Day 65 – Q 1.What is ocean based blue economy? What potential does India have on this front? Analyse.
1. What is ocean based blue economy? What potential does India have on this front? Analyse.
महासागर आधारित नीली अर्थव्यवस्था क्या है? इस मोर्चे पर भारत की क्या क्षमता है? विश्लेषण करें।
Oceans are the world’s single largest ecosystem, covering nearly 3/4th of the earth’s surface, where according to estimates by the Global Ocean Commission, ocean resources contribute five percent of the world’s GDP, secure the jobs of three billion people, and sustain the livelihoods of 350 million. This clearly demonstrates the importance of ocean based economy for humanity.
- ‘Blue Economy’ (BE) conceptualises the oceans as “shared development spaces”. It is defined by the World Bank as the “sustainable use of ocean resources for economic growth, improved livelihood and jobs, and ocean ecosystem health.”
- Blue economy is a shift from the old, “brown” business-as-usual development model where oceans are perceived as a means of free resource extraction and waste dumping. This paradigm does not consider the costs of the negative externalities to resource accounting, failing to take into cognisance the costs of environmental damage and ecological imbalance by consumption.
- The United Nations has recognized the importance of the blue economy and its important role in a sustainable future for the world’s oceans. Sustainable Development Goal 14, aims to “conserve and sustainably use the oceans, seas and marine resources.”
- Recognizing the great potential of the blue economy, world leaders and scientists united for strategic talks about the future of our oceans at the first Sustainable Blue Economy Conference held in Nairobi, Kenya, in November 2018.
- The core of Blue economy is to realize socio-economic development and dynamic balance of resources and environment. In their second preparatory meeting summary, The United Nations Commission on Sustainable Development acting as the Preparatory Committee highlighted approaches to adopt “blue economy,” and believes it is consistent with the core contents of RIO+20 Summit.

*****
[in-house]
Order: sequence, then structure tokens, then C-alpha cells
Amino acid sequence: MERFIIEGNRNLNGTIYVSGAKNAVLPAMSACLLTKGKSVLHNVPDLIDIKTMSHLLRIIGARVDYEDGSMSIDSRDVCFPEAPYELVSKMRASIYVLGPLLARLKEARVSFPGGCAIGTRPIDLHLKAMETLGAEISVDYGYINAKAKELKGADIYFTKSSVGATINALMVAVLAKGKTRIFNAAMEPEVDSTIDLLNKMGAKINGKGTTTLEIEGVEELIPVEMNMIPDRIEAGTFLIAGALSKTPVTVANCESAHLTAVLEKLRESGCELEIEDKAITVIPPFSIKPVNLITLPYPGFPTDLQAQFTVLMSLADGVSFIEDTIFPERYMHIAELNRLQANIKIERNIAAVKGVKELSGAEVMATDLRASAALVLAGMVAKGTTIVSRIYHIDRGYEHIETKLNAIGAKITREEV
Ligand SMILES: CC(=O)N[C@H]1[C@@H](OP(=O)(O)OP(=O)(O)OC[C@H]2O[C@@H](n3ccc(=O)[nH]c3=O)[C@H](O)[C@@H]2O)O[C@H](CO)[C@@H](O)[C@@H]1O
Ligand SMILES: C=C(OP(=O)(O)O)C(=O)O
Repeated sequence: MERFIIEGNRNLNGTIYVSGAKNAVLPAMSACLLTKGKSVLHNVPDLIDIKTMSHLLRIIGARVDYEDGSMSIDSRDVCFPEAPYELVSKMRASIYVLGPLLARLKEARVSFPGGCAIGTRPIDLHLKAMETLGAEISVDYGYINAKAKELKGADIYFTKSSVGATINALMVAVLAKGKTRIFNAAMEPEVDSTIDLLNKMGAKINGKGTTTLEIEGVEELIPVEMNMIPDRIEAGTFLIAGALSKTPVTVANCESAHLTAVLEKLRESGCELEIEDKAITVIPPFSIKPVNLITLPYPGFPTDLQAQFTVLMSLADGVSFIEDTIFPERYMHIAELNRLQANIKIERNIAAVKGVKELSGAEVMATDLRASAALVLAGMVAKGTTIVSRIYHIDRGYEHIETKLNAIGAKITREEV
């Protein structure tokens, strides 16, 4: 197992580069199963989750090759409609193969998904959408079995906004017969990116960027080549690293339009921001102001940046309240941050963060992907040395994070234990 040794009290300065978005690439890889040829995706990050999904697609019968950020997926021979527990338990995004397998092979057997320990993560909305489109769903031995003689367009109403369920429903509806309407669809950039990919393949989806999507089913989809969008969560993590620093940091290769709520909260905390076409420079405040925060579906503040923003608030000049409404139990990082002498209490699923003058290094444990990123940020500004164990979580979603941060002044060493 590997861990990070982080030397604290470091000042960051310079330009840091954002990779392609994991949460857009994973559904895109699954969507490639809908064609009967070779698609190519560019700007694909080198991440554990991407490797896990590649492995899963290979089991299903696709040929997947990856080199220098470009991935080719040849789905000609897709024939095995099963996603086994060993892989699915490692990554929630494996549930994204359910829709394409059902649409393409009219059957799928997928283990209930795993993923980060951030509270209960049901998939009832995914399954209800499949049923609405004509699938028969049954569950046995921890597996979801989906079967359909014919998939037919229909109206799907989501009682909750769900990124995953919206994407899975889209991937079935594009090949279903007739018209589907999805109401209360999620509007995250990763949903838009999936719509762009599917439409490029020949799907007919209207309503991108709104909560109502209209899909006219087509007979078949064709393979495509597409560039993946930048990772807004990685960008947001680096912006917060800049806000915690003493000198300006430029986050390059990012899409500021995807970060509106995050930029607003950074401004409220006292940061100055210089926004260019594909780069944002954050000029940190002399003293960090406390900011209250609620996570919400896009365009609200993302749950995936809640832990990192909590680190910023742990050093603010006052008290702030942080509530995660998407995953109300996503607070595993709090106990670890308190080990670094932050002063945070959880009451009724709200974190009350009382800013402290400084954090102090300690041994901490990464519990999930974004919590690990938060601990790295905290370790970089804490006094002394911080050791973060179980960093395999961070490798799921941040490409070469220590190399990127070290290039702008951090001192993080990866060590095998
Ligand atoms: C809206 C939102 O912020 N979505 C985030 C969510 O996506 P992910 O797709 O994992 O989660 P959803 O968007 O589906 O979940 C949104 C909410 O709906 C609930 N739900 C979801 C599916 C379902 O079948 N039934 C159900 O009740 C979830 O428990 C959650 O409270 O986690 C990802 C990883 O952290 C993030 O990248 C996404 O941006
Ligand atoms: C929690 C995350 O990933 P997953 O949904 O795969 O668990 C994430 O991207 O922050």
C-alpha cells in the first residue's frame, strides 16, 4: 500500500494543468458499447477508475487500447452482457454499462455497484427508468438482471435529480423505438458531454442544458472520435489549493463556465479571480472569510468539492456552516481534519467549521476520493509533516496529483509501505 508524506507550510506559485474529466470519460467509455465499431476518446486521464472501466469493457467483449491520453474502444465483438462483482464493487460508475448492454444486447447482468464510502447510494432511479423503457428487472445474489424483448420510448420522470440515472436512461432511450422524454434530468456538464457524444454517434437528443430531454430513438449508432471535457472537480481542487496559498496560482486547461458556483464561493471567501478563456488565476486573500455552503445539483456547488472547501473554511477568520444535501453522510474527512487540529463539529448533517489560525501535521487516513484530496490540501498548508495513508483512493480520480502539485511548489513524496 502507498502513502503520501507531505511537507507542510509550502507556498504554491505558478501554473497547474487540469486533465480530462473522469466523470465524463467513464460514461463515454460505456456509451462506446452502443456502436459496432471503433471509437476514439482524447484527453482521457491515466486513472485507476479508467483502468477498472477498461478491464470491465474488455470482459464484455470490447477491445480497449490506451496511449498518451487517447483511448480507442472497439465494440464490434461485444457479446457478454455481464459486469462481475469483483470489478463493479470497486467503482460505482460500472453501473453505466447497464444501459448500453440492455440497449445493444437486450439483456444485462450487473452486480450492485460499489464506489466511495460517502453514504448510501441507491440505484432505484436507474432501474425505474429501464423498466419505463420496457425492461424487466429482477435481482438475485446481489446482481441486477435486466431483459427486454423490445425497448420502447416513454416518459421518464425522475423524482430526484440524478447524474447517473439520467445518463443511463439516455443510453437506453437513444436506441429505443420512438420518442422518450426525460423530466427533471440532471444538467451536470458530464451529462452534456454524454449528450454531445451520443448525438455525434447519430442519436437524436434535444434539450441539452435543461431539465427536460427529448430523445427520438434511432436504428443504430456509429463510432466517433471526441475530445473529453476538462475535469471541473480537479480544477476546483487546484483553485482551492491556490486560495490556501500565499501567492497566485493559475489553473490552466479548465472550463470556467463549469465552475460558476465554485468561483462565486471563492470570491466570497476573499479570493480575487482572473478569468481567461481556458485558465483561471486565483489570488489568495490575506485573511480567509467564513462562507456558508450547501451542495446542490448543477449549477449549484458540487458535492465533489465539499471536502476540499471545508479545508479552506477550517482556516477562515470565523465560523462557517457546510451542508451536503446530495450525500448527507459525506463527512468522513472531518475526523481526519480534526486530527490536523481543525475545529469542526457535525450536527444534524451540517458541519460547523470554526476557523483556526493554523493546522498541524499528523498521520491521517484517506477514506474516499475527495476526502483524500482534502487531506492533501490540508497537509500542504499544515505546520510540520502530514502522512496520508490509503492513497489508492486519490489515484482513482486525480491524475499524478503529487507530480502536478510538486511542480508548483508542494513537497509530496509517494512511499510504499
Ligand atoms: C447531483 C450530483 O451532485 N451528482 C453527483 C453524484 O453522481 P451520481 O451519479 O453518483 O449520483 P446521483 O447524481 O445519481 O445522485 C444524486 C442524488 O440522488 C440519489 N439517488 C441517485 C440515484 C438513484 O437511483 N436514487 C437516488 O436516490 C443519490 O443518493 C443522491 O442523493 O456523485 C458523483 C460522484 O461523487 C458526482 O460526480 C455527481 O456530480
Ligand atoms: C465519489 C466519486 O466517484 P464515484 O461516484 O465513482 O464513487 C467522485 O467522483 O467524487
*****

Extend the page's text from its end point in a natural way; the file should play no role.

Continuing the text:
- There are two elements for the Blue Economy –
- The first is the necessity of protecting and restoring where needed the existing ocean resource base that already supplies food and livelihoods to billions of people.
- The other side of the Blue Economy is where opportunities may exist for enhanced or new sustainable economic activity derived from the ocean.
In context of India, Blue economy holds great potential as seen from the following points:
- The Indian Ocean Region is abundant with resources, particularly in the sectors of fisheries, aquaculture, ocean energy, sea-bed mining and minerals, and provides tremendous economic opportunities to develop marine tourism and shipping activities. Commercial and artisanal fisheries sustain the livelihoods of more than 38 million people worldwide.
- In the Indian Ocean, fish production increased drastically from 861,000 tons in 1950 to 11.5 million tons in 2010. The United Nations Food and Agriculture Organization (FAO) report states that while other world oceans are nearing their fisheries limit, in certain areas, the Indian Ocean‟s resources have the potential to sustain increased production.
- Polymetallic nodules and polymetallic massive sulphides are the two mineral resources of commercial interest to developers in the Indian Ocean. India had received exclusive rights for the exploration polymetallic nodules in 1987, in the Central Indian Ocean Basin. Since then, it has explored four million square miles and established two mine sites.
- The Indian Ocean Region is of strategic importance to India’s economic growth as the most of the country’s oil, and gas is imported through the sea. Further, this dependency is expected to rise by 2025 exponentially
- The Indian Ocean Region presents tremendous trade potential for the country. The countries in the Indian Ocean Rim Association (IORA) exhibited significant dynamism in the past few years as the trade in the region increased by over four times.
- Under the Make in India program of the Government, shipbuilding industry can benefit from a major thrust. This industry has a high multiplier effect on investment and can accelerate industrial growth along with its large number of associated industries.
- The India Maritime Security Strategy published by the Indian Navy articulates country’s policy in the Indian Ocean region. It states that in the Indian Ocean region, India is committed to Building Indian Ocean Region as a frontier of sustainable economic development.
- The Sagarmala project, launched by the Ministry of Shipping, is the strategic initiative for port-led development through the extensive use of IT enabled services for modernisation of ports. It tackles the issue of underutilized ports by focussing on port modernization, efficient evacuation, and coastal economic development.
The blue economy can provide a model for people to rethink how they preserve and sustain and improve the biodiverse ocean resources for future generations. It is necessary for India to tap the enormous potential of the Ocean based Blue Economy, which will propel the nation into a higher growth trajectory. The development of Blue Economy can serve as a growth catalyst in realizing the vision to become a $10 trillion economy by 2032.